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November 28, 2022

Poetry's Doing

By Santosh Bakaya

Poetry's Doing

Poetry sits at my window sill with disheveled hair,
ends split, like estranged lovers.
Sleep kinks in its eyes, sloth in its body language,
it seems to have aged, outraged --
endlessly waiting for bright things,
to string into a garland of peace.

It tries eavesdropping on the jagged monologue of the estranged couple
sitting under an autumnal tree.
Unable to shake that image, it goes berserk in free verse.
Word chases word, bird chases bird, as sturdy notes
scatter in the ambient breeze, flying untrammeled.

It tries to filch some sparkle from the rising sun.
Wary of its intentions, the sun hides its splendor
behind a knot of trees.


Applying a delectable layer of orange marmalade
on slightly burnt buttered toast,
from my window, I watch boisterous birds bantering.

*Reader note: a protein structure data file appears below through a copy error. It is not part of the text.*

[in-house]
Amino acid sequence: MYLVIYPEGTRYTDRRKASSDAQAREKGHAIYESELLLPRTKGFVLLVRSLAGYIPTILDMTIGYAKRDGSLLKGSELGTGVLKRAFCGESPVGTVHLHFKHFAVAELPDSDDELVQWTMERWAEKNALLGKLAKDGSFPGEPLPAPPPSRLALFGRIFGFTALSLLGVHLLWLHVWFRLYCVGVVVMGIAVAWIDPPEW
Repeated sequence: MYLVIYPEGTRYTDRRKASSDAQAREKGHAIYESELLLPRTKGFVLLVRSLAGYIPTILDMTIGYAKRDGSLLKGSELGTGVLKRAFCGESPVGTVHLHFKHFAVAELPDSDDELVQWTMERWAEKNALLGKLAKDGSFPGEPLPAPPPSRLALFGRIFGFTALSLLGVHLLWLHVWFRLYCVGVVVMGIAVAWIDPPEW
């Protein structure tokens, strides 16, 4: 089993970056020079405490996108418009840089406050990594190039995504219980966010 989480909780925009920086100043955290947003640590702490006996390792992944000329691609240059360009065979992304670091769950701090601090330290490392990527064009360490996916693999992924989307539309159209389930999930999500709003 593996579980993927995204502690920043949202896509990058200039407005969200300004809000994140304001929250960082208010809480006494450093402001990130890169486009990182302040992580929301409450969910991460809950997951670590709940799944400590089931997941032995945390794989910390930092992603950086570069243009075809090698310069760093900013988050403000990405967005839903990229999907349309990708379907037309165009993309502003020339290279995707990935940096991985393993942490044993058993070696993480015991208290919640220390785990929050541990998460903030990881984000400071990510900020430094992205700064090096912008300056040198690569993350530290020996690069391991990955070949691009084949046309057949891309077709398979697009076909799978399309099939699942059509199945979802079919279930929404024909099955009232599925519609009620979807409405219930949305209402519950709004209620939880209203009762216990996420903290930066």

Trying to make the most of a Sunday morning,
willing the laidback grasshopper into movement,
my fingers linger on my palms, calming my frayed nerves.

A discarded mask flies untethered into the polluted air,
lamenting the unfairness of it all then falls on a wild shrub,
below which the early birds are looking for grub.

A woman clad in orange and black
suddenly slackens her pace as a brood of dogs
break into savage barks. She watches, petrified.

Choking with excitement,
poetry heads towards a thatched house in the distance,
from which emanates a trail of smoke.
The woman in orange and black also runs and takes shelter there.
She and the newborn poem have a heart-to-heart talk,
watching a tiny girl sitting outside the hut,
studiously stringing flowers into a garland.

The sun smiles, the girl smiles,
a ray touching her cheek, which sparkles.

The spark ignites the wilderness.
It is poetry's doing.






Article © Santosh Bakaya. All rights reserved.
Published on 2022-02-07
Image(s) are public domain.
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